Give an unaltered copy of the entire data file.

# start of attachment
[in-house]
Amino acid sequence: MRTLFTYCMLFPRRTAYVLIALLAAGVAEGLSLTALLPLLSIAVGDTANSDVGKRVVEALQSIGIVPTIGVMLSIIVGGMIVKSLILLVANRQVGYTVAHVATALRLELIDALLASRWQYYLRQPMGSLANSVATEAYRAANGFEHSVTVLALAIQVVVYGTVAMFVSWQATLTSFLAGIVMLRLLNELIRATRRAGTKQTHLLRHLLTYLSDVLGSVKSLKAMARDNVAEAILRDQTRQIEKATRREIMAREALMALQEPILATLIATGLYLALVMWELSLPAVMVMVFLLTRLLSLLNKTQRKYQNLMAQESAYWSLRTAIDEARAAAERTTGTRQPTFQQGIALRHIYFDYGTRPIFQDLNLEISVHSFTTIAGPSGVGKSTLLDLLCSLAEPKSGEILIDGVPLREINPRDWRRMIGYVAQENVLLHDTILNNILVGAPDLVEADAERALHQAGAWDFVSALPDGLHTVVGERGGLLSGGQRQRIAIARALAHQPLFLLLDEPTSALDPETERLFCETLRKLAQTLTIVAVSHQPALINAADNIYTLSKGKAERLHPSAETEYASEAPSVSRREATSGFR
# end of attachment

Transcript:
[in-house]
Amino acid sequence: MRTLFTYCMLFPRRTAYVLIALLAAGVAEGLSLTALLPLLSIAVGDTANSDVGKRVVEALQSIGIVPTIGVMLSIIVGGMIVKSLILLVANRQVGYTVAHVATALRLELIDALLASRWQYYLRQPMGSLANSVATEAYRAANGFEHSVTVLALAIQVVVYGTVAMFVSWQATLTSFLAGIVMLRLLNELIRATRRAGTKQTHLLRHLLTYLSDVLGSVKSLKAMARDNVAEAILRDQTRQIEKATRREIMAREALMALQEPILATLIATGLYLALVMWELSLPAVMVMVFLLTRLLSLLNKTQRKYQNLMAQESAYWSLRTAIDEARAAAERTTGTRQPTFQQGIALRHIYFDYGTRPIFQDLNLEISVHSFTTIAGPSGVGKSTLLDLLCSLAEPKSGEILIDGVPLREINPRDWRRMIGYVAQENVLLHDTILNNILVGAPDLVEADAERALHQAGAWDFVSALPDGLHTVVGERGGLLSGGQRQRIAIARALAHQPLFLLLDEPTSALDPETERLFCETLRKLAQTLTIVAVSHQPALINAADNIYTLSKGKAERLHPSAETEYASEAPSVSRREATSGFR